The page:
19. When developing consequences for young people’s misbehavior in school, natural consequences should be implemented so that students have opportunities to bounce back from misconduct and learn how to recover from mistakes.

A. True B. False

20. Which of the following is an accurate statement about proactive motivation for misbehavior?

A. Individuals react by trying to protect themselves from the unpleasant thoughts and feelings that the situations stimulate B. The misbehavior reflects efforts to cope and defend against aversive experiences C. Actions may be direct or indirect and include defiance, physical and psychological withdrawal, and diversionary tactics D. Noncooperative, disruptive, and aggressive behavior patterns tend to be rewarding and satisfying to an individual because the behavior itself is exciting or because the behavior leads to desired outcomes

Anxiety Disorders in Children and Adolescents

21. If not treated early, anxiety disorders in children can lead to missed school days or an inability to finish school, impaired relations with peers, low self-esteem, alcohol or other drug use, problems adjusting to work situations, and anxiety disorder in adulthood.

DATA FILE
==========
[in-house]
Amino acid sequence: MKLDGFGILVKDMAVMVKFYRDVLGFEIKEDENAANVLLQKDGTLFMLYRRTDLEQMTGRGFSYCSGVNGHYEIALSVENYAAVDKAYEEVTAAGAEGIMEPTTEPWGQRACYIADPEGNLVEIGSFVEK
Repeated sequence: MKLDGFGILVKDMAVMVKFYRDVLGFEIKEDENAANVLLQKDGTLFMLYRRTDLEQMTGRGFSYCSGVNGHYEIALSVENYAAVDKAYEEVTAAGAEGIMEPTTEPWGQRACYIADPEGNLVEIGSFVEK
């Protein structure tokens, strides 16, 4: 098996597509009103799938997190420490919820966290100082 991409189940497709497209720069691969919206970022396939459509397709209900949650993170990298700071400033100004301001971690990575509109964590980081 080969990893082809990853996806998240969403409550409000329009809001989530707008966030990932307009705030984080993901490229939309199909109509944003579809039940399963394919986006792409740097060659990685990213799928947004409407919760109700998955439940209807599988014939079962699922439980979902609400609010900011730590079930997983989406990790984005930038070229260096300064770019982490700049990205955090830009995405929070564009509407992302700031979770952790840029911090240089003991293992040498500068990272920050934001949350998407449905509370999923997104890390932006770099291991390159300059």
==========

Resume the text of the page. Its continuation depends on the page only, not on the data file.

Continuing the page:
A. True B. False

22. Each of the following is an accurate statement about risk factors for childhood anxiety disorders EXCEPT:

A. A person's basic temperament may play a role in some childhood and adolescent anxiety disorders B. Studies suggest that children or adolescents are more likely to have an anxiety disorder if their parents have anxiety disorders C. High levels of anxiety in a child aged 4 to 6 may be an indicator that later anxiety disorders are likely to develop D. Studies are unclear as to whether anxiety disorders in children are caused by biology, environment, or both

Developmental Variation Within the Range of Expected Behaviors for That Age Group

23. Transient anxious responses to stressful events that occur in an otherwise healthy child do not ordinarily affect normal development.

A. True B. False

Disorders that Meet the Criteria of a Mental Disorder as Defined by the Diagnostic and Statistical Manual of the American Psychiatric Association

24. Impairment in children with generalized anxiety disorder tends to take the form of a decline from optimal functioning rather than a failure to achieve an expected level of functioning.

A. True B. False

25. According to the authors, children with separation anxiety disorder often refuse to attend school or fail to participate, exhibit a decline in classroom performance or social functions, and may have unsubstantiated worries that lead to parental frustration and confusion.